but you can also in Java access a method in a class from another class with params like

    in the class Car you could say


    or whatever

  • Oh yea, exactly my thinking; ergo you need a reference to "cyclist" available to execute the method on inside your Car code, which I didn't. (There "is" no main sketch instance I could pass in, because passing in "this" from the main sketch you can only cast to PApplet, not actually reference my extended class of PApplet with all the methods you define in the main scope.)

    Interesting :))

  • edited February 2016 Answer ✓

    Up till now I was completely puzzled why would you choose the harder way! @-)
    I'm not here to question OPs' decisions, even if they're incomprehensible, but try to guide them to implement it. 8-|

    ... in accordance with OOP that I cannot simply call some global method from my main sketch...

    When in fact, they are all "nested" under it,...

    By default all classes we define in Processing's IDE (PDE) are nested to the sketch.
    Which in turn is the only actual top PApplet class for our whole program.
    We can escape from that by creating tabs w/ suffix ".java" though.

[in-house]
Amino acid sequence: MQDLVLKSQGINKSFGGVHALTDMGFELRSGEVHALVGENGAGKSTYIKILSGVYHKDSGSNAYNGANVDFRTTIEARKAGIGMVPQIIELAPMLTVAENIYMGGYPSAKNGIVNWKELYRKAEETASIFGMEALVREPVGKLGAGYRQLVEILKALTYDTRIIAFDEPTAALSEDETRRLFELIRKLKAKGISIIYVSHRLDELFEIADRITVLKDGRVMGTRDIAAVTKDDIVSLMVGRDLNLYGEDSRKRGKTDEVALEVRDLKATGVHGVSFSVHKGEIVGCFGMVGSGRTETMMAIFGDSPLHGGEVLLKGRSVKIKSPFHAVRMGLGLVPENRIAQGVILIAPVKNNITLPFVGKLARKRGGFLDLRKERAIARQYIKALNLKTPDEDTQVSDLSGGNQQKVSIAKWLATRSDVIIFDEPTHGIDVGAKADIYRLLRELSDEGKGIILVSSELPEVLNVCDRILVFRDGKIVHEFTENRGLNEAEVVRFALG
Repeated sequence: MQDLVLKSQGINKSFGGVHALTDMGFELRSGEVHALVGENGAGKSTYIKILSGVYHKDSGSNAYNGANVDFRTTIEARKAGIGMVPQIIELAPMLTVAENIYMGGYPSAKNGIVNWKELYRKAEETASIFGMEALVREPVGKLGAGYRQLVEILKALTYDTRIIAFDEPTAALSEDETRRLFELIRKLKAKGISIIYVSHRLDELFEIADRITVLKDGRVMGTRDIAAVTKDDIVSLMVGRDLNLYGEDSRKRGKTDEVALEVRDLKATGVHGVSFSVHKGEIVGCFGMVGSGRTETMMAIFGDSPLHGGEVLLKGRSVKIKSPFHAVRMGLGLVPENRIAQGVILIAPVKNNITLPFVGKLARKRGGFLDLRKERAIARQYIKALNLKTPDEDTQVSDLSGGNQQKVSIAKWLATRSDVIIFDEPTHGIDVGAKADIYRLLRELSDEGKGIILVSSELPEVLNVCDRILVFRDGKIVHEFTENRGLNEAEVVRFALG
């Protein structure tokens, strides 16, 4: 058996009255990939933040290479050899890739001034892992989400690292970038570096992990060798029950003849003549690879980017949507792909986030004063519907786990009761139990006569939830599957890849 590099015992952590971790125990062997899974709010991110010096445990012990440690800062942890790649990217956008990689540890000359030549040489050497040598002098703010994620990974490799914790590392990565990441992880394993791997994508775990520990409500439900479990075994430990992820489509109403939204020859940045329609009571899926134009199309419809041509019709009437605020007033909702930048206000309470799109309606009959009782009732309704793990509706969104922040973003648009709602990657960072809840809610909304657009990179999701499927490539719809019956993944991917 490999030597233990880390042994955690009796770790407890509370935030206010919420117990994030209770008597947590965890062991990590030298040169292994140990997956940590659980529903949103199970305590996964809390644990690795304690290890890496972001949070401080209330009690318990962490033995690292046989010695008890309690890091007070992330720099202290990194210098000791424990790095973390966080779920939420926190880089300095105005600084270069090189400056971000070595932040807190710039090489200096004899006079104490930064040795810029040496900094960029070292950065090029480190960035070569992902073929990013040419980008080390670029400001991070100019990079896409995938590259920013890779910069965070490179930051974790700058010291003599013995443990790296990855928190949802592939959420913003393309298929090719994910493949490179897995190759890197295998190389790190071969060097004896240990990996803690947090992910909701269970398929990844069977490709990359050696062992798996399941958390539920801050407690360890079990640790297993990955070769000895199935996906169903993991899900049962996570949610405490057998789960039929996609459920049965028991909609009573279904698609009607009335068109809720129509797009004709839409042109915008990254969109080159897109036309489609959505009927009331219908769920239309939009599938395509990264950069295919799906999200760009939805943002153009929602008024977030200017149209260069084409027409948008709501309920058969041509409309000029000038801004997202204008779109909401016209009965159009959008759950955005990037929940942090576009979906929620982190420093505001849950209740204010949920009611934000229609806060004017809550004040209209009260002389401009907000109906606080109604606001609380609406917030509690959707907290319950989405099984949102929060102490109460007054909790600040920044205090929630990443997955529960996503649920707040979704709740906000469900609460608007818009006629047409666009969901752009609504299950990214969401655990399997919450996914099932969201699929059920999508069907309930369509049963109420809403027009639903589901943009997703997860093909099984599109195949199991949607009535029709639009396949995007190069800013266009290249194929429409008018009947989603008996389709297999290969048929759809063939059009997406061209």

Indeed for OOP it is "sinful" to directly access some unrelated class from another class.
    But as you had found out by now, all classes we define in PDE automatically pseudo-inherits everything from the enclosing sketch class, which behaves very similar to those famous JS closures.

    However if you prefer to strictly adhere to OOP, there are better ways than to tame Processing's method(), which was made for simpler cases btW.

    The sketch's top class inherits from Processing's PApplet.
    That's why we can pass its reference as PApplet.

    However, if we implement new methods, like your hideUI(), PApplet isn't enough to access that.
    We're gonna need the exact name of the PApplet subclass. Which is always the name of the 1st tab in the PDE.

    Here's a silly sample demoing it. Since I haven't saved the sketch yet, the 1st tab is named "sketch_160217a".
    Therefore that's the name of the actual top class. Check it out:

    // how-do-you-call-a-method-in-your-main-sketch-
    // from-a-class-with-arguments
    // GoToLoop (2016-Feb-17)
    void setup() {
      new Foobar(this).test();
    void hideUI(final Foobar which) {
    class Foobar {
      final sketch_160217a p;
      Foobar(PApplet pa) {
        p = (sketch_160217a) pa;
      void test() {
  • Hey GoToLoop,

    thanks for the answer still! This is in fact what I was looking for, even though it's quite crude to hardcode the name of the Sketch into the other classes; but it does what I was trying to do indeed!

    Which is the more "neat" way to do it is of course up for debate, but thank you very much for showing me this neat trick with the Sketch name as the actual class name of the extended PApplet! :)

  • edited February 2016

    Glad you've liked. A last tip: Hit CTRL+SHIFT+E to export the saved sketch.
    Then take a look at the generated ".java" file there.
    You're gonna see the actual valid Java source which corresponds to all our ".pde" tabs. :D